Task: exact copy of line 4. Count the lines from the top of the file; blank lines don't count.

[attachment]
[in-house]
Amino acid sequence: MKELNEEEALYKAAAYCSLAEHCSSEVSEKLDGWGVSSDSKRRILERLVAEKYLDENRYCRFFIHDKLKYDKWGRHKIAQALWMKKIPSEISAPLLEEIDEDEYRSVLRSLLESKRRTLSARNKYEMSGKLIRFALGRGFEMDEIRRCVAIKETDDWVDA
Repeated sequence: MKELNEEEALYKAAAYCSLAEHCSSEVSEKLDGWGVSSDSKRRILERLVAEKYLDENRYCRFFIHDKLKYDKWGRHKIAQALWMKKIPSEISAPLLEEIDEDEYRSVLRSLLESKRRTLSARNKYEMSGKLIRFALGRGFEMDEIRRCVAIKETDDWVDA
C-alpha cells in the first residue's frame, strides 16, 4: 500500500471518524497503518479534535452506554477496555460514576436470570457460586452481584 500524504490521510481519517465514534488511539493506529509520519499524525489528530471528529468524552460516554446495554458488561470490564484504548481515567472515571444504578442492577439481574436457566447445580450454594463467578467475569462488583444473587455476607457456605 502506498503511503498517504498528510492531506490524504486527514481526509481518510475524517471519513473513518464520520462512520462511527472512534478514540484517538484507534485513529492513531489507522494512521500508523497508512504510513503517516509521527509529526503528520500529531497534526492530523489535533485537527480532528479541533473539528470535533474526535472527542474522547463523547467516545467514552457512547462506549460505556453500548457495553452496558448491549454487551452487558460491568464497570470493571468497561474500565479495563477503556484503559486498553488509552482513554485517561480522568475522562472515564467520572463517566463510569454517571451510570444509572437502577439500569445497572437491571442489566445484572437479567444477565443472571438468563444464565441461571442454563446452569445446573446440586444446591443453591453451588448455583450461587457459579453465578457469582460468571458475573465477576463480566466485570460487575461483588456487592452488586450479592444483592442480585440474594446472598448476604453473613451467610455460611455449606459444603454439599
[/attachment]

C-alpha cells in the first residue's frame, strides 16, 4: 500500500471518524497503518479534535452506554477496555460514576436470570457460586452481584 500524504490521510481519517465514534488511539493506529509520519499524525489528530471528529468524552460516554446495554458488561470490564484504548481515567472515571444504578442492577439481574436457566447445580450454594463467578467475569462488583444473587455476607457456605 502506498503511503498517504498528510492531506490524504486527514481526509481518510475524517471519513473513518464520520462512520462511527472512534478514540484517538484507534485513529492513531489507522494512521500508523497508512504510513503517516509521527509529526503528520500529531497534526492530523489535533485537527480532528479541533473539528470535533474526535472527542474522547463523547467516545467514552457512547462506549460505556453500548457495553452496558448491549454487551452487558460491568464497570470493571468497561474500565479495563477503556484503559486498553488509552482513554485517561480522568475522562472515564467520572463517566463510569454517571451510570444509572437502577439500569445497572437491571442489566445484572437479567444477565443472571438468563444464565441461571442454563446452569445446573446440586444446591443453591453451588448455583450461587457459579453465578457469582460468571458475573465477576463480566466485570460487575461483588456487592452488586450479592444483592442480585440474594446472598448476604453473613451467610455460611455449606459444603454439599